The Senate returned from its August recess, and health care concerns continue to loom. The Senate Health, Education, Labor and Pensions (HELP) Committee kicked off a series of hearings exploring weaknesses of the individual insurance market that have developed as a result of the Affordable Care Act (ACA). Because a legislative effort to repeal and replace the ACA failed in the Senate in July, these hearings signal a fresh start and a bipartisan approach to building consensus on health care reform.
HELP Committee members heard testimony from state insurance commissioners about the long-term viability of the ACA and impacts on the individual insurance market. Sen. Rand Paul (R-KY) raised the importance of ensuring Americans have the best insurance options by allowing for association health plans, a policy the National Association of Manufacturers has long advocated.
Tomorrow, governors from Massachusetts, Montana, Tennessee, Utah and Colorado will share their perspectives with the HELP Committee in a second hearing.
Next week, a cross-section of health care stakeholders and insurance providers will testify before both the Senate Finance Committee and the Senate HELP Committee to discuss the larger implications of instability in the individual insurance market.
More than 175 million Americans—nearly half of the nation—rely on employer-sponsored health coverage. Manufacturers fear that a potential destabilization of the individual health insurance market will spill over into the employer market by raising costs for others. Congress should be making it easier for employers to provide health benefits to their employees, not more difficult.
The lack of decisive action on health care in the Senate now means there are two key ACA-related taxes that will go into effect in 2018 if not delayed or fully repealed by the House and Senate following return from August recess. Manufacturers used the August recess to urge Congress to address these taxes well before they go into effect.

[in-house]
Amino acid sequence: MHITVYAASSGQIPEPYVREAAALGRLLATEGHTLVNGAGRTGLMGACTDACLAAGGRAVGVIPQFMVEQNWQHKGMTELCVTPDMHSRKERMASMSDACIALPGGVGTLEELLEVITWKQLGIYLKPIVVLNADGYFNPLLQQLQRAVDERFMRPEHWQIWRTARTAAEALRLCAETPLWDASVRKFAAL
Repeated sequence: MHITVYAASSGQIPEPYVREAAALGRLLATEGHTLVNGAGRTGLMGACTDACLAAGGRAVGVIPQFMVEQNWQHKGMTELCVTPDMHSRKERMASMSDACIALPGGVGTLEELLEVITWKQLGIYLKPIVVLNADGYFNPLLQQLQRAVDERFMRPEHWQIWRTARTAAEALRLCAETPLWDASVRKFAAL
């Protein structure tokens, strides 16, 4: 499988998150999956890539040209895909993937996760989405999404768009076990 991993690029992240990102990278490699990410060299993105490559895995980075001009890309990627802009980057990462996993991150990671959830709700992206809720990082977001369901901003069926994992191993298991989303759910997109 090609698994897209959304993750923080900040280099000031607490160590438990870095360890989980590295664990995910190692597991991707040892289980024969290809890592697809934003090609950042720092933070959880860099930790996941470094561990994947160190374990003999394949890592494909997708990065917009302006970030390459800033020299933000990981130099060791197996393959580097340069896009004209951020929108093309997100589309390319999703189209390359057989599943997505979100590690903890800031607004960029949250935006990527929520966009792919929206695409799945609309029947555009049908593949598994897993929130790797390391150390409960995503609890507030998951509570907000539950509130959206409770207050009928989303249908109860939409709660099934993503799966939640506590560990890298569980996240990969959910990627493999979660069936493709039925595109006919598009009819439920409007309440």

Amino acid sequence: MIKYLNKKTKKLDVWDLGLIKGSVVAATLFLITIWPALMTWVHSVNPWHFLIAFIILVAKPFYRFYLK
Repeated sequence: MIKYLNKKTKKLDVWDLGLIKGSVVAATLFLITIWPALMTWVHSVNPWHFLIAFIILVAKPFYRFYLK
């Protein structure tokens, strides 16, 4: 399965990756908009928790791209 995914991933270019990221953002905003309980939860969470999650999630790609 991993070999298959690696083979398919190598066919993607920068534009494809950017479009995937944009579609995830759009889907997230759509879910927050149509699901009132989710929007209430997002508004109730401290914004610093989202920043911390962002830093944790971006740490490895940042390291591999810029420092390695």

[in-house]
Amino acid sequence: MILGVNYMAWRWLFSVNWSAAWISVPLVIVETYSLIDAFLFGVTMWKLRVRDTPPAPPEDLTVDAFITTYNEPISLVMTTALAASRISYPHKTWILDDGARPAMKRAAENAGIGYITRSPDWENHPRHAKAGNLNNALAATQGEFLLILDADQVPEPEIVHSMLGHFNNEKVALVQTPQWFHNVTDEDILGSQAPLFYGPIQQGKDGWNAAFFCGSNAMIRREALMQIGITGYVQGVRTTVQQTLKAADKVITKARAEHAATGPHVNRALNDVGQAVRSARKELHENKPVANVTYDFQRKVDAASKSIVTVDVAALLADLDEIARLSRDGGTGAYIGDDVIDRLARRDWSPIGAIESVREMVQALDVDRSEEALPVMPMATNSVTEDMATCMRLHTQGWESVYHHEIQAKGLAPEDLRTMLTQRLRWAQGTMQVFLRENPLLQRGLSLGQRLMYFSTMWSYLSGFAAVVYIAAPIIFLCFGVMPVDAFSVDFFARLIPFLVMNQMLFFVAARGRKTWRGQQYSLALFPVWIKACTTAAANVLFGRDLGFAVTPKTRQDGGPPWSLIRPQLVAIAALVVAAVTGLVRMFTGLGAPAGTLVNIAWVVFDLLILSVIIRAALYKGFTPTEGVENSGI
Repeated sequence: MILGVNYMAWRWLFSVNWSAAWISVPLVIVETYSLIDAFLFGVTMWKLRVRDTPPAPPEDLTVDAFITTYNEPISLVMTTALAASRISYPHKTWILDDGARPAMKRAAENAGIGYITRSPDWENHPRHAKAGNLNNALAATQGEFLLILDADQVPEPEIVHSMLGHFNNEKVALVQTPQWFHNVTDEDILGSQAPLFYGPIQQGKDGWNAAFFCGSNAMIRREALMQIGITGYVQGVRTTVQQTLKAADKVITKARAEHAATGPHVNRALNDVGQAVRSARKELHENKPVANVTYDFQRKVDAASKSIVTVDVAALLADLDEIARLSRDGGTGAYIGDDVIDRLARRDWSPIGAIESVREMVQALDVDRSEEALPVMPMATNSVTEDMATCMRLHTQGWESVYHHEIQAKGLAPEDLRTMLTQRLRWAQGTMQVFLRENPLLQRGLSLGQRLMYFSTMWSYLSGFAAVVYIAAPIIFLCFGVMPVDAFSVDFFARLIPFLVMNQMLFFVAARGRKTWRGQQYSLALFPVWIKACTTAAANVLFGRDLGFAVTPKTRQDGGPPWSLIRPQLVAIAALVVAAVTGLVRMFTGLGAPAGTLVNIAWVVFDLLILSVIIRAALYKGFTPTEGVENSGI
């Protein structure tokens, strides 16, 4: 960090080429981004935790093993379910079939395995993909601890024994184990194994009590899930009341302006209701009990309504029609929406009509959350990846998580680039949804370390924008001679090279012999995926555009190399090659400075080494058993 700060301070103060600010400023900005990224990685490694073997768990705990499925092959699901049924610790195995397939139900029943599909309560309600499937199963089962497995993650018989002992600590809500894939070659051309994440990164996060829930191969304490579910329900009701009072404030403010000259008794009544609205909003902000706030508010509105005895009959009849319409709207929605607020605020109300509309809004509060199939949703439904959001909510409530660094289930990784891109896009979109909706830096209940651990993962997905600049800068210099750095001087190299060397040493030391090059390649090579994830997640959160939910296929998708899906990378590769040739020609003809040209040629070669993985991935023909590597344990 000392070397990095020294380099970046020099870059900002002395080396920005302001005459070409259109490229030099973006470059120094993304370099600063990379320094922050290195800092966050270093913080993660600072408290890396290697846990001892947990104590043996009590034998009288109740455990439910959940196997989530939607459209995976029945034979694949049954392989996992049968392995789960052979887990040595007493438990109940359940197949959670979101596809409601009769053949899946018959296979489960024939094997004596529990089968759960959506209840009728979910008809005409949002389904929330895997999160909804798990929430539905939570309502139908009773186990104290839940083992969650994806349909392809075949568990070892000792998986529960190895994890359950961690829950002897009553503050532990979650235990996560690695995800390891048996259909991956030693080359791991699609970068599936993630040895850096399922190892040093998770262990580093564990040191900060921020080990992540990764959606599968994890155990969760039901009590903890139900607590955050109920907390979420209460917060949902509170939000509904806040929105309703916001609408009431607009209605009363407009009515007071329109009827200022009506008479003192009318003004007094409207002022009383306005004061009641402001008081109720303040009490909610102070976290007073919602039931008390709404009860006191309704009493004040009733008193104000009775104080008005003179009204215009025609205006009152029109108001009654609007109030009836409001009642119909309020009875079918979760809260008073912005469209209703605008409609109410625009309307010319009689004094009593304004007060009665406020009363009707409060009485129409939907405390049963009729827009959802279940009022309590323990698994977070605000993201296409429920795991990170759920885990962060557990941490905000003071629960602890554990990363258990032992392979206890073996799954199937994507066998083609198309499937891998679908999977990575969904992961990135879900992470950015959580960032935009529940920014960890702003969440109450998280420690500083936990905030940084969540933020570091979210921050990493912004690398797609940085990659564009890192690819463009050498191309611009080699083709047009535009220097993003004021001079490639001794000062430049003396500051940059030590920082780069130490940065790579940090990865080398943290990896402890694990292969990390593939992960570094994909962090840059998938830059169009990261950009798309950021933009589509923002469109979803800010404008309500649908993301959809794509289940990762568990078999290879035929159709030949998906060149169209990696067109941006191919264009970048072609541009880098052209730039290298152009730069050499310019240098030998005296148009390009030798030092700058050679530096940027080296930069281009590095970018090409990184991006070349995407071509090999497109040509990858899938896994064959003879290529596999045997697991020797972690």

A new Oliver Wyman report released this summer demonstrates the Health Insurance Tax (HIT) will result in higher health insurance premiums totaling $22 billion for more than 100 million Americans nationwide. This ACA tax will be paid by many, including those who are “fully insured,” meaning those employers who work directly with insurance brokers to purchase employee health plans. Even retirees who are accessing insurance through Medicare Advantage programs will be hit by the HIT. For manufacturers who are fully insured and those purchasing individual plans, this tax only adds to rising costs and higher premiums for employees.
According to the Oliver Wyman report summarized here, the HIT could raise the cost of premiums by an additional $540 for employees’ families receiving health benefits from fully insured larger employers. Small business owners and their employees could shoulder an additional $500 for family coverage as a result of the HIT. These cost increases are preventable if Congress acts.
Regrettably, it’s not just the HIT. The medical device tax—another tax that discourages innovation, growth and jobs creation—is ready to go into effect next year. In 2015, a temporary suspension of the 2.3 percent excise tax on medical device manufacturers was enacted after 29,000 jobs were lost as a result of the misguided tax. However, that two-year relief runs out at the end of 2017, making full repeal of this tax critical to manufacturers of medical devices. Manufacturers support immediate action to permanently repeal the medical device tax to prevent this tax from eliminating jobs and hurting local economies in all 50 states.
It was unfortunate that the Senate did not pass major health care reform legislation in July, but manufacturers urge the Senate not to give up its efforts, and the hearings over the next two weeks are a good start.
Latest posts by Catie Kawchak (see all)
- Senate Returns with Bipartisan Health Care Reform on the Agenda - September 6, 2017
- Manufacturers Continue the Infrastructure Call to Action - May 23, 2017
- America’s Infrastructure Stuck with a D+ Grade - March 9, 2017